Avoid common financial pitfalls for a more secure future.
In life and matters of the wallet, rest assured that we all make mistakes. Mistakes are a critical part of our education process – but when it comes to your finances, some lessons and consequences can be quite lasting. In an effort to help you learn from others, and potentially save a great deal of money and heartache, you may wish to review some of the following most common financial mistakes, and ways to avoid or mitigate them.
- Cashing out a retirement account to pay-off loans. The Great Recession (and now the Great Pause) has forced many people to tap into retirement accounts in order to pay mounting bills and loans. This may be a measure of last resort, but many people are unaware that there may be substantial income tax penalties for withdrawals before a certain age. For example, the amounts an individual withdraws before reaching age 59½ are called “early” or “premature” distributions which may be subject to an additional 10% early withdrawal tax. (As always, there are some exceptions to this rule, so consult with a qualified accountant, financial advisor or the IRS.) Even if there are no penalties, cashing out an entire account at once may potentially put you in a higher tax-bracket. The moral of this story is to avoid taking a lump-sum distribution without speaking to a financial or tax advisor first. It’s best to understand all the tax implications up front and make a plan for withdrawals to reduce the impact if possible. Keep in mind, in 2020, withdrawal penalties will be waived for withdrawals up to $100,000.00 if affected by Covid-19.
- Missing Retirement Account Rollover Dates. A typical rollover deadline is 60 days if you have taken a retirement account distribution by check. That means that you have roughly two months to deposit that money into another qualified retirement account and avoid possible tax penalties. It’s important to know that 401(k)/403(b) distributions have a required 20% Federal tax withholding. Therefore, if the withheld amount is not “rolled over” within that 60-day timeframe, that amount is taxed as a distribution. And according to a tax law change from a few years ago, now you are only able to process rollovers this way once per year; it becomes a taxable event if attempted again within one year. The lesson here? Rollover your accounts using a trustee to trustee transfer whenever possible.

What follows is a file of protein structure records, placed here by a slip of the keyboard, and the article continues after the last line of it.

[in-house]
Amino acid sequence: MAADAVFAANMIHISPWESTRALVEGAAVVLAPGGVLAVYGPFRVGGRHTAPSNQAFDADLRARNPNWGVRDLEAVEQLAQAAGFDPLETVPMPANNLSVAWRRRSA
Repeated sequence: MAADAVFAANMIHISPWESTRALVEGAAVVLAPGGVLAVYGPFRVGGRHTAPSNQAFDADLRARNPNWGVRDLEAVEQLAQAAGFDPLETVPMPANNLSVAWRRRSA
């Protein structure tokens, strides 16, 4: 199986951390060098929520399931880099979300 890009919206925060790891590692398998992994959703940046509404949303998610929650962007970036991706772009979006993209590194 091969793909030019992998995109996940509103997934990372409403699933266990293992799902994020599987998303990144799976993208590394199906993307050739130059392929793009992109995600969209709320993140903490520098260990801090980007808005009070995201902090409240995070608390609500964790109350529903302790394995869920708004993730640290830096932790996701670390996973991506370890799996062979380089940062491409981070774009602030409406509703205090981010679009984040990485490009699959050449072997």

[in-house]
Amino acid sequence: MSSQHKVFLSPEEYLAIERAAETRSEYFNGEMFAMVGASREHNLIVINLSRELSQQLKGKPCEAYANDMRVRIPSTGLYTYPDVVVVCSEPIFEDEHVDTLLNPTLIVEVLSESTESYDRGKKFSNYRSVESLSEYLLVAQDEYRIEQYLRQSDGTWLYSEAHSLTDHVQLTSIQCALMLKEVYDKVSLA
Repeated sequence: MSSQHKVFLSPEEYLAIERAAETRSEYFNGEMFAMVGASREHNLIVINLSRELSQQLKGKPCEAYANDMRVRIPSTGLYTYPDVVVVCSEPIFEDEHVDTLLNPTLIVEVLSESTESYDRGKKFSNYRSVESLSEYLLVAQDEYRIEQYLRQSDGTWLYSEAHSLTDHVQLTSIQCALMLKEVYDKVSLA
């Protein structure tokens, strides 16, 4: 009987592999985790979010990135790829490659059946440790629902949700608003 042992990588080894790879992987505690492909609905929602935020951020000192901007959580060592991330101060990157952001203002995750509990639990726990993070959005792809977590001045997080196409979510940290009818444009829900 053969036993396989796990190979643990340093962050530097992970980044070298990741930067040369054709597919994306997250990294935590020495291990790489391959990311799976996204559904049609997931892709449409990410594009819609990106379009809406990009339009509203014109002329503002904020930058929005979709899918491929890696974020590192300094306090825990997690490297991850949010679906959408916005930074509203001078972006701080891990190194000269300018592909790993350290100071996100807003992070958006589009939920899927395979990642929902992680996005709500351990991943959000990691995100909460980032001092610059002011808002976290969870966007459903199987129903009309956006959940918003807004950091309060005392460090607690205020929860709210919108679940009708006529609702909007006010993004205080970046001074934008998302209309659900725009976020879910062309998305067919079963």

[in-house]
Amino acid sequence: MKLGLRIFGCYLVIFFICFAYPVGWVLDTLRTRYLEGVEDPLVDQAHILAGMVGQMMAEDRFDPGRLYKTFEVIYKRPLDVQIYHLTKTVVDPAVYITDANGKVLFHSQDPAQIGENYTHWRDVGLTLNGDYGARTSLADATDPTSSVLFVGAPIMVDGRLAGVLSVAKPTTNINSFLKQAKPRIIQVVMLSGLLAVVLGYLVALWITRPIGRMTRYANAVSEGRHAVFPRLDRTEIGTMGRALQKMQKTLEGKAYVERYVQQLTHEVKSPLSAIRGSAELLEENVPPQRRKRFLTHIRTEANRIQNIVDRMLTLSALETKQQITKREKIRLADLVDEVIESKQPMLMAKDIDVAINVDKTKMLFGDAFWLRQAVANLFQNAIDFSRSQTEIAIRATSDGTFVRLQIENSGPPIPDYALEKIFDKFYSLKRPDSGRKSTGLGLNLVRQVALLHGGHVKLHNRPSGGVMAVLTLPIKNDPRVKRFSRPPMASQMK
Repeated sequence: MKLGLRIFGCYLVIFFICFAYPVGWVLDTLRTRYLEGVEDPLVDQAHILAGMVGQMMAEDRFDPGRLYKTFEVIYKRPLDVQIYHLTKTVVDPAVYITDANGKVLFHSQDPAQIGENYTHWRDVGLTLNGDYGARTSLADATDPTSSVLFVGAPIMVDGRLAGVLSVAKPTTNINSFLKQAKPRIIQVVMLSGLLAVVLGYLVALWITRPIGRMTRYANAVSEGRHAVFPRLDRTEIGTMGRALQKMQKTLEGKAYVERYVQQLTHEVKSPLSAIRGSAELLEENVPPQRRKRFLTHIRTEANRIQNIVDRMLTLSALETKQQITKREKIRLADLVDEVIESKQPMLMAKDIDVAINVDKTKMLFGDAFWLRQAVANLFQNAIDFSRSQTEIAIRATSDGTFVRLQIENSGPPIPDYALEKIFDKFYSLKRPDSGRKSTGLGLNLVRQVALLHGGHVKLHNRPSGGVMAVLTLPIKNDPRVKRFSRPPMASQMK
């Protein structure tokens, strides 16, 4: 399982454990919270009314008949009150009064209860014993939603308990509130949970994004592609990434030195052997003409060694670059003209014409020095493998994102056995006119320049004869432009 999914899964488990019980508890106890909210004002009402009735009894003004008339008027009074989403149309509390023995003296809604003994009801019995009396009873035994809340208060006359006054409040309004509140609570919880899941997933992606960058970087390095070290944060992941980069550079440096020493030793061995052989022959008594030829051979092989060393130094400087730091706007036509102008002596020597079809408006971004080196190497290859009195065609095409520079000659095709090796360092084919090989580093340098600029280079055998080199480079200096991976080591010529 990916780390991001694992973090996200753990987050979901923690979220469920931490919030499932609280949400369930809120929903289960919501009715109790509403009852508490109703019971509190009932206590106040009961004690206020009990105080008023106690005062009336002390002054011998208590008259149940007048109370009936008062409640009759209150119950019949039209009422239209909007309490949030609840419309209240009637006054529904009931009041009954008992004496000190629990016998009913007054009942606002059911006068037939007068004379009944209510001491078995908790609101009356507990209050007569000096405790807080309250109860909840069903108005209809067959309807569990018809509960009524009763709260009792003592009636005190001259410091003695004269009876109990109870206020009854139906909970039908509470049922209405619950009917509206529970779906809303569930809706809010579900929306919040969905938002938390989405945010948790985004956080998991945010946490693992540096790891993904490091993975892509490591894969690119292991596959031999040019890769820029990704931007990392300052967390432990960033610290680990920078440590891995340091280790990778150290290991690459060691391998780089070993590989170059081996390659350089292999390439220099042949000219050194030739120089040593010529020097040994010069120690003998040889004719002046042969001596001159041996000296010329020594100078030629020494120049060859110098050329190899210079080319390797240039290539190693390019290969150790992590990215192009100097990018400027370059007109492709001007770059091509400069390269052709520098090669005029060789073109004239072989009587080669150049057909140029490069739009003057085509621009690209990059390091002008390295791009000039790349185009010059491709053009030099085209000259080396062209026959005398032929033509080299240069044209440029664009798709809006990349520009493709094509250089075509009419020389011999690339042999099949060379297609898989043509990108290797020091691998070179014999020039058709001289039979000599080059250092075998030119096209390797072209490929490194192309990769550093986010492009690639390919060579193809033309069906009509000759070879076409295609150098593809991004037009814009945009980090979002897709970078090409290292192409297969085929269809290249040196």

- Failure to update beneficiaries on accounts, insurance and in wills. It’s entirely possible to forget that a former spouse or deceased loved one is named as a beneficiary on retirement accounts, insurance policies and in your will. This could result in failing to provide for children, a new spouse or other loved ones. The moral of this story is to avoid disinheriting beneficiaries by checking designations annually and whenever a major life transition occurs (such as a marriage, divorce, birth, etc.).
- No will. If you do not have a will, in the event of your death, the laws of intestacy determine who will receive your assets. Drafting a will helps you maintain control on these important matters. The take away? Speak with an attorney to discuss preparing a will that documents where you want your money to go when you’re gone and names beneficiaries, guardian, etc. Once it’s drafted, review it every few years and at major life transitions to make sure it’s updated and reflective of your wishes.
- No Power of Attorney. A Power of Attorney (or POA) is an important document that allows your selected “point person” (often a spouse or trusted family member) to make decisions on your behalf. For example, your selected POA can access your finances and help keep up with bills, medical expenses, and tax returns. If you do not have a POA in place, and you become incapacitated, someone must petition courts for a conservatorship. This process often takes months, can cost thousands of dollars, and thus compounds the financial pressure. The lesson here is to speak with an attorney to discuss a POA, and while you’re at it, discuss a health care proxy at the same time. A health care proxy will allow a designated person to make medical decisions on your behalf, should you be unable to convey your wishes.
- Single-life only pension. Many people often take the highest pension option available. They don't realize that upon death, unless there is adequate life insurance to cover income needs, the living spouse may end up relying solely on social security income. There are a number of reasons why people choose the single-life option, including, thinking that you will outlive a spouse; or that the spouse does not need the income; or even that it would be crazy not to take the full amount offered to you. This is an irrevocable decision, and although no one can predict the future, you may want to consult with a financial advisor together to discuss the pension options and income needs.
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Heidi Clute, CFP® of Clute Wealth Management in South Burlington, VT and Plattsburgh, NY, an independent firm that provides strategic financial and investment planning for individuals and small businesses in the Champlain Valley region of New York and Vermont. For informational purposes only. LPL Financial does not offer legal or tax advice. Securities offered through LPL Financial, Member FINRA/SIPC.